Dr. Kirger’s 12 tips for checking yourself for hemorrhoids

It’s a topic no one really knows how to talk about.
You know the one.
The regular hemorrhoid check.
Dr. Randall Kirger, a departmental head at Culvert Community open-uri20120407-7013-te0wa6College, knows exactly how uncomfortable it can be.
“We’ve all been there, curious but a little uncomfortable the first time that we have to give ourselves a regular hemorrhoid check, an occasional prostate check. But it’s never too soon to check for conditions; just because you’re not in pain yet doesn’t mean you can’t have something happening back there,” Kirger reports.
“Whether you’re giving yourself a daily check for hemorrhoids or a variety of other reasons, including prostate checks or hyperhidrosis, you need to know what you’re getting involved with so that you get the most out of the experience. Since no one, including your doctor, really wants to talk to you about inserting your fingers into the ol’ brown valley, you’re going to be on your own. So, I put together this quick 12 point checklist of things you should be prepared for and what you should be looking to find in a basic hemorrhoid check so that even a neophyte can do it with ease and comfort.”

Dr. Kirger’s Hemorrhoid Check Tips:

1) Shame is not an excuse. Do not be afraid to put your finger in a little way. It’s generally unnecessary to go past the first knuckle, but you might consider going a little deeper to check for deeper hemorrhoids, prostate issues, anal seepage, or a host of other issues. Regardless, the fact is you need to go in at least a little. It’s ok, literally everyone does it every now and then. They just don’t usually talk about it or paint graffiti on the sides of trains about it. But that’s OK, too.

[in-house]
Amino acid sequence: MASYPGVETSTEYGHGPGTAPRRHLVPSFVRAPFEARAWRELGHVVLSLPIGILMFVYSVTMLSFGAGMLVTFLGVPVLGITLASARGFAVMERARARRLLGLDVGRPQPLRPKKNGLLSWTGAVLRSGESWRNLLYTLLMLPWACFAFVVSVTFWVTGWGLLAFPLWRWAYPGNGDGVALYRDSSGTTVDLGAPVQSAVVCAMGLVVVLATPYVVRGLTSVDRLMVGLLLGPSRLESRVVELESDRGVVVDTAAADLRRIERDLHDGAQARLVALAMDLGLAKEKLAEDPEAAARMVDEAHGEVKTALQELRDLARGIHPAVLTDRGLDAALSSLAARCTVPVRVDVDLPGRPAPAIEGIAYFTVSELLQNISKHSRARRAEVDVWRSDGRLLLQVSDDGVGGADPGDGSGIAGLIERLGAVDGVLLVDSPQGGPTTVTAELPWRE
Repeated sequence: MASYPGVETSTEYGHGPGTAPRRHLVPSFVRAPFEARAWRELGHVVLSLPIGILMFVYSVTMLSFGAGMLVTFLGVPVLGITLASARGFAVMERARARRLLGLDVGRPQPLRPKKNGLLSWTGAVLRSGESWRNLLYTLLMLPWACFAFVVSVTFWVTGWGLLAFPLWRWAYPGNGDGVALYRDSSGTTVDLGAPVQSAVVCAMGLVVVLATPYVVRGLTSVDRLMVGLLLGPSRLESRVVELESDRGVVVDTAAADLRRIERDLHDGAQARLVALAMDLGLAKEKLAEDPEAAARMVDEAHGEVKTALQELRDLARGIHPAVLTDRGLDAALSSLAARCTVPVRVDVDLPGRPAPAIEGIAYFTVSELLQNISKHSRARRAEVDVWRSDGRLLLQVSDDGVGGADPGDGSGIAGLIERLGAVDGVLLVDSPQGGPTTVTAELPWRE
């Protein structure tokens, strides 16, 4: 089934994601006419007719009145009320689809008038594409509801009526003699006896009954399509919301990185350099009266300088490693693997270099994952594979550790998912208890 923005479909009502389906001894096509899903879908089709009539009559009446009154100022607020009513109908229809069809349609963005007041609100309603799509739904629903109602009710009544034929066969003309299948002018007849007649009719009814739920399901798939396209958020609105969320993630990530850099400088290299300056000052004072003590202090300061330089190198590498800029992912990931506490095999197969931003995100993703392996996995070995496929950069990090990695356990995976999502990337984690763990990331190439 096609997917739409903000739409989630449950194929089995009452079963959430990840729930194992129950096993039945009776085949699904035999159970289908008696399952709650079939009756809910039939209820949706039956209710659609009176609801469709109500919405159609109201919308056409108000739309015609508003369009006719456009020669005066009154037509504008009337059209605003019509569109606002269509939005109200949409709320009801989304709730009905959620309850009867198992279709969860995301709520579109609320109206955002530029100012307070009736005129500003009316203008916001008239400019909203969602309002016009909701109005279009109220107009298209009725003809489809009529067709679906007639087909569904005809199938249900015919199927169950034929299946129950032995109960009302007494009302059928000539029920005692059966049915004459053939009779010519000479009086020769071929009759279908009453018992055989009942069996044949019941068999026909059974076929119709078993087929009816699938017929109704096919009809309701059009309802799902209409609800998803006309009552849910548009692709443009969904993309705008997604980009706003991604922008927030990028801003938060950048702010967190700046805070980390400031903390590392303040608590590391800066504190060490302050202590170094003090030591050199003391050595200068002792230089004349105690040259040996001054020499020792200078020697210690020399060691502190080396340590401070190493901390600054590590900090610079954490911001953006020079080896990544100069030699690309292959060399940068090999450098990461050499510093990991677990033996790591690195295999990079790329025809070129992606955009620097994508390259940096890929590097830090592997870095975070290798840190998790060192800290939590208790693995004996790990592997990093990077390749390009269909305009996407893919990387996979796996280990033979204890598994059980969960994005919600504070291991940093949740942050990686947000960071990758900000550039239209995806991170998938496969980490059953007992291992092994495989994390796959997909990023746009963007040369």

2) Find a private spot. Generally, you only want to check yourself for hemorrhoids when you are not in public for a variety of reasons. Once you’re in a secluded place, you can slip your finger in at your leisure just far enough to find your private spot.
Now, there you go.
Feels nice, doesn’t it?
See why we started out by finding a secluded place?
3) Sniffing your finger after a hemorrhoid check is entirely unnecessary, but it never hurts to practice. Finger-smelling has become a popular guessing game in many pretty-sure-they’re-heterosexual male collectives.
4) Only take advice from a medical professional. For example, I am a professor of Women’s Studies, and hardly qualified to give you an informed medical opinion about your b-hole.
5) Wait, this is just an article about putting your finger in your butt, isn’t it?
6) No, it’s not.
7) Yes, it is! That’s exactly what it is! You’re just trying to trick me into putting my finger in my butt! I should have known!
8) Are you out of your mind? I don’t even know what the hell you’re talking about! I’m a professional here trying to help people! Are you suggesting that you’re better informed on proper hemorrhoid check procedures than I am?
9) Well, no, but …
10) Yeah, that’s what I thought! Now, can you please just let me continue?
11) Yes. I suppose so. I … I’m sorry.
12) OK, thank you … well, anyway, once your finger is in, it’s up to you to decide the depth of penetration, and how quickly you move your finger in and out.

Dr Randall Kirger is a 1996 graduate of tenminutedegrees.com and a tenured professor of Women’s Studies at Culvert Community College.


  1. Hi want to examine my boyfriend’s hemorrhoids. But alas, we wont let me slip my fingers, I mean finger in him. Any suggestions on how to get him to trust me?


    1. I am merely a reporter, but because I m concerned for those in my community I placed a call to Dr. Kirger and he says he can give you a referral to a Dr. Heathcliff Huxtable who might be able to write you a prescription that can help you with this issue.


Leave a Reply

Fill in your details below or click an icon to log in:

WordPress.com Logo

You are commenting using your WordPress.com account. Log Out /  Change )

Facebook photo

You are commenting using your Facebook account. Log Out /  Change )

Connecting to %s

This site uses Akismet to reduce spam. Learn how your comment data is processed.